Speaking opportunities, co-branding, product endorsement, cause marketing, thought leadership, category exclusivity, meeting celebrities or industry influencers, conversion rates and the power of your brand to influence your audience are far more valuable than even a million logo placement opportunities (unless those logo placements convey any of the above intangibles, of course).

The process of defining your property and building your inventory should be time intensive and involved but, this is time well spent because your entire sponsorship strategy depends on this stage in the sponsorship process.

Let’s talk sponsorship! Join my LinkedIn group to join the conversation.

Chris Baylis is a corporate sponsorship and cause marketing expert. Chris has managed the entire spectrum of the sponsorship process, raising millions of dollars for charities, associations and not for profits and is a board member of the Association of Fundraising Professionals. Connect with Chris via: The Sponsorship Collective | Twitter | LinkedIn | Google+


  • Nancy Holland

    Thanks for these blogs, Chris. By using some of your guidelines I’m getting more sponsor engagement and that’s a good thing. As I get more comfortable with your process I’ll implement more of your suggestions.

    • Chris Baylis

      Nancy, thanks for this feedback! Really pleased that you are finding some of it useful. I think your approach is exactly right, it’s far more important to be comfortable with the approach than it is to do everything I suggest all at once.

  • Chris your blogs has given me a different mindset on how to approach brands. My clients are sports athletes and sponsorship is new to me. Recently, I sent a company a “sponsorship package” and called it “sponsorship”, but after reading your blogs and Facebook postings, I’m going reach out to brands with some substance and value attached. Not like, “here’s a popular athlete and the sponsor package one sheet…”
    Keep it up Chris and thank you for sharing!

    • Chris Baylis

      Michelle, love it! Glad you are implementing my ideas and even happier that it’s working! You aren’t looking for sponsorship, you are looking for ways to get your brands in front of their target audience…and there is a value and cost for that.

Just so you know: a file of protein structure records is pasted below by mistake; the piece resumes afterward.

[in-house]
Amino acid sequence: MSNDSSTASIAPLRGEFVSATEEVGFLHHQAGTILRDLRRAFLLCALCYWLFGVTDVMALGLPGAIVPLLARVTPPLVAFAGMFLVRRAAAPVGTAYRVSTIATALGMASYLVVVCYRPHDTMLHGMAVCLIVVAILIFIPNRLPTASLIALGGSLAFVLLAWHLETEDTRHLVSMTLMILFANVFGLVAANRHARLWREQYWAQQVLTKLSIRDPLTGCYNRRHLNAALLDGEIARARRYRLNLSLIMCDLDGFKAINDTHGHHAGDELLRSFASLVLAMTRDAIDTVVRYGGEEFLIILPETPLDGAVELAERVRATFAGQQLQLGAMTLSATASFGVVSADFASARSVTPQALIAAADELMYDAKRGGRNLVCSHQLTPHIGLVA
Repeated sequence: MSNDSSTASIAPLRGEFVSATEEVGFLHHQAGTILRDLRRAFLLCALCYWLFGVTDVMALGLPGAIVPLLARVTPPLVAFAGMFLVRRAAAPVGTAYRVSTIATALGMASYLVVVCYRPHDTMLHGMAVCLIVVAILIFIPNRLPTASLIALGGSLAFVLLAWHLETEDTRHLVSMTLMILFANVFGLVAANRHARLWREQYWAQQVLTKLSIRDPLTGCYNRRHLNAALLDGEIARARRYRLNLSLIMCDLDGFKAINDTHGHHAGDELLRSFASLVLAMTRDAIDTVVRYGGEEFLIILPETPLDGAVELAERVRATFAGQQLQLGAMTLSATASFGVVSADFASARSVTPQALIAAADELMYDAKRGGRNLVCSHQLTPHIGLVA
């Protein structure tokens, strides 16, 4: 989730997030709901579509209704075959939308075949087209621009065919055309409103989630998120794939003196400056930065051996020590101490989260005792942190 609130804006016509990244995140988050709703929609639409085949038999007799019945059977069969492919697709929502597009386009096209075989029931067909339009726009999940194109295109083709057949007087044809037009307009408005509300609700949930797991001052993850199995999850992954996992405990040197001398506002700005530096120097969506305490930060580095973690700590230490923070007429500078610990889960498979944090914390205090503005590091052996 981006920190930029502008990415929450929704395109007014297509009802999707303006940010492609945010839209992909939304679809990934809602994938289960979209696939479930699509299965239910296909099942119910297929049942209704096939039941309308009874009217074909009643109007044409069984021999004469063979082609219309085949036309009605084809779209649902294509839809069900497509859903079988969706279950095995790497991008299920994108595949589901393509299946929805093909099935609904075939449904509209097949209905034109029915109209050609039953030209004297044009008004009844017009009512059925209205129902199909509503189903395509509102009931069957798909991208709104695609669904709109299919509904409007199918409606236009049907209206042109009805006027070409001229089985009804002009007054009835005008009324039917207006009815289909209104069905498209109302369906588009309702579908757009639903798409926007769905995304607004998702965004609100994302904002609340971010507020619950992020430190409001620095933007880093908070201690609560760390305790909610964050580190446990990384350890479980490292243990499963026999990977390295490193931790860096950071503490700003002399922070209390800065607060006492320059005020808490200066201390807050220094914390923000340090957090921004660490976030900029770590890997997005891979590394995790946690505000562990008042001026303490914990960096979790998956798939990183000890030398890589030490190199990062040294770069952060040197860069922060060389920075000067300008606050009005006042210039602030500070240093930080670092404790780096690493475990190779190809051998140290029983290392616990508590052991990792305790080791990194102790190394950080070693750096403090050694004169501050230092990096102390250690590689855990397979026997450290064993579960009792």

• Hello Chris, thank you for your blog, it given me a clear vision about how to use our property.it is very helpful to grow our followers as well. As a new Canadian Not -for profit organization called Water Well-ness Project with an unique idea called H2O investments to solve world water and sanitation crisis. We do not asking for donations’ and asking people to invest and get their money back with interest. I do implement your suggestions where ever I can. Great help! Thanks again.

  • Hi Chris – this is rare and good information. I’ve worked in sponsorship for nearly 20 years at imrsponsorship and it still amazes me how some of the biggest rights holders in sport and the arts fail to properly understand the subject and offer take it or leave it, unimaginative rate cards. What I would add to your excellent content is think beyond sponsorship itself. How can you connect your sponsorship clients to the people they want to meet – even if they are not your customers? We’ve worked with rights holders in sport, for example, to run club tours that include a trade mission. We’ve run media projects involving local newspapers and schools (w supplied the organisation and content to link the two) and we’ve set up links with universities so that sponsors can meet potential graduate employees. We even created the world’s first soccer reality TV programme to help one rights holder. It really is a case of think outside of the box. Yes we do the normal stuff, but where we find a sponsor or potential sponsor has a business challenge, we try to find a way to address it.

  • Ken Armstead

    Hello Chris, I like flying front right seat with you, this SPONSORSHIP journey is a challenge in smooth and bumpy air.I look forward to landing on the numbers and bringing it full circle back to the base.
    Thanks a million and have a Blessed Day 😎

  • I really like your turn-around, focus on the what the donor wants/need message. Sponsorship for me has been asking for a philanthropic donation. It’s a challenge to identify the assets of an Independent Living and Skilled Nursing Home for the aged poor in relationship to a sponsor’s brand. When are you coming to Cincinnati??

  • Very timely Information. Just on the verge of sending my Proposal before seeing your post. I can’t wait to entice them with the tools described in your very informative blog post. Thank you Chris

Leave a Reply

Scroll Up